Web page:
Most Americans probably take news reports of missiles launched by terrorist groups like Hamas and Hezbollah against Israel as more of the same. After all, it often seems that news of attacks against Israel and retaliatory airstrikes are as common as the news of mass shootings in the United States.
But what happened in Israel recently is potentially different, and potentially far more challenging for Israel to manage. Since the early 2000s, Israel—in close cooperation with the U.S.—has developed what is perhaps the most impressive counter-missile defense system in the world: Iron Dome. That system is capable of instantly tracking the trajectory of missiles launched against Israel, determining if they threaten lives or property, and if so, intercept them. The success of this system has led many observers to assume Israelis live worry-free under this protective dome.
That’s a myth.
Iron Dome, like any defensive system, has its limits. Those limits are constantly being tested by Israel’s enemies, and because both Hamas and Hezbollah act as proxies for Iran, every time the system is employed Israel’s enemies are paying close attention and seeking to identify vulnerabilities. When Israelis hear air-raid sirens, there is no sense of safety. It’s like someone from the Great Plains hearing a tornado siren—maybe the threat will pass by, maybe it will destroy the town. The fear of being in the path of the missile that penetrates the shield is constant and real.
What makes the current situation different is not, however, the unavoidable reality that no defensive shield is impenetrable; it’s where the missiles are coming from. Unlike past flareups between Israel and Hamas—the terror group that controls the Gaza Strip and uses it as a launch-pad for attacks against Israel—the most recent attacks have come from Israel’s northern borders with Lebanon and Syria. This indicates a very different threat. Unlike Gaza, these areas are controlled by Hezbollah, a much more capable and battle-hardened enemy. As explained in this report published by the Jewish Institute for National Security in America—authored by a group of retired U.S. senior combat commanders—the sheer volume of missiles facing Israel from Hezbollah-controlled areas represents a fundamentally different security challenge than that posed by Hamas in the south.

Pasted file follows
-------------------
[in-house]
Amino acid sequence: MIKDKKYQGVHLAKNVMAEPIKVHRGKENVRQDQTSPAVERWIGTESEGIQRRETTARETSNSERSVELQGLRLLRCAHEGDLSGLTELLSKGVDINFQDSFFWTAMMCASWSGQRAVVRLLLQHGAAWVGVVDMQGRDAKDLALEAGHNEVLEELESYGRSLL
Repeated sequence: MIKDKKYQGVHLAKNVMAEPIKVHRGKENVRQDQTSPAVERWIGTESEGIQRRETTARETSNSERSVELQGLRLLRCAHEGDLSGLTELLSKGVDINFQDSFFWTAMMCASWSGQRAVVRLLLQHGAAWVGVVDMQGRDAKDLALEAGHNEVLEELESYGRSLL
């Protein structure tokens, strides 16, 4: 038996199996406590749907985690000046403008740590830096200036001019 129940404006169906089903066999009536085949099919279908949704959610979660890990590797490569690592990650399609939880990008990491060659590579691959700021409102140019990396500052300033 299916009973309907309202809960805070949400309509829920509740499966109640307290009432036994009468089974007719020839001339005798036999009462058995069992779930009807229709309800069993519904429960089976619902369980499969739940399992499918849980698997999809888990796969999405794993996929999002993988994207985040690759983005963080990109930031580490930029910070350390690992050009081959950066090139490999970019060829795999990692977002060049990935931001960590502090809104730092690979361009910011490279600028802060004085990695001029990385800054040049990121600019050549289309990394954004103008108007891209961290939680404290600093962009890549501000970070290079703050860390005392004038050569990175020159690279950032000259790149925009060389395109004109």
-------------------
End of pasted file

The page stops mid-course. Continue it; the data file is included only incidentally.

It is impossible to know, for sure, what the density of that missile threat is, but credible estimates put the number in the range of 150,000. This capacity enables Hezbollah to threaten Israel with a missile campaign that would rapidly overwhelm Iron Dome and necessitate prioritizing the protection of vital infrastructure at the expense of civilian exposure. And, while no one can know for certain how Israel would respond to that threat, it is highly likely that it would find itself having little choice but to conduct a major ground incursion into southern Lebanon to neutralize missile sites before they are used.
The damage and loss of life would be widespread and destructive, especially because Hezbollah’s most vital military assets are deeply embedded among the civilian population. And unlike the last time Israel conducted such an operation, in 2006, Hezbollah forces would bring their extensive combat experience from the Syrian civil war into the fight.
And then there is the true wildcard: Iran, which continues to use its proxy forces to wage a low-level war against its enemies. It’s hard to calculate what might push this into becoming something more direct. There is little doubt of the outcome were those lines crossed. Israel would prevail, but the cost to civilians on all sides would be profound.
Israel is trying hard to manage its response to these latest acts of unlawful aggression emanating from both north and south, working to prevent escalation, despite the increased challenges.
One thing is clear: U.S. support for Israel’s military readiness is, and will remain, critically important by both ensuring the protection of Israel from unlawful missile attacks and enabling highly precise and decisive action in self-defense. There may be aspects of Israeli policies that justify criticism, but its supporting its ability to defend itself from the threats from all sides should be a source of unity for Americans, regardless of their politics.
Originally published in Newsweek.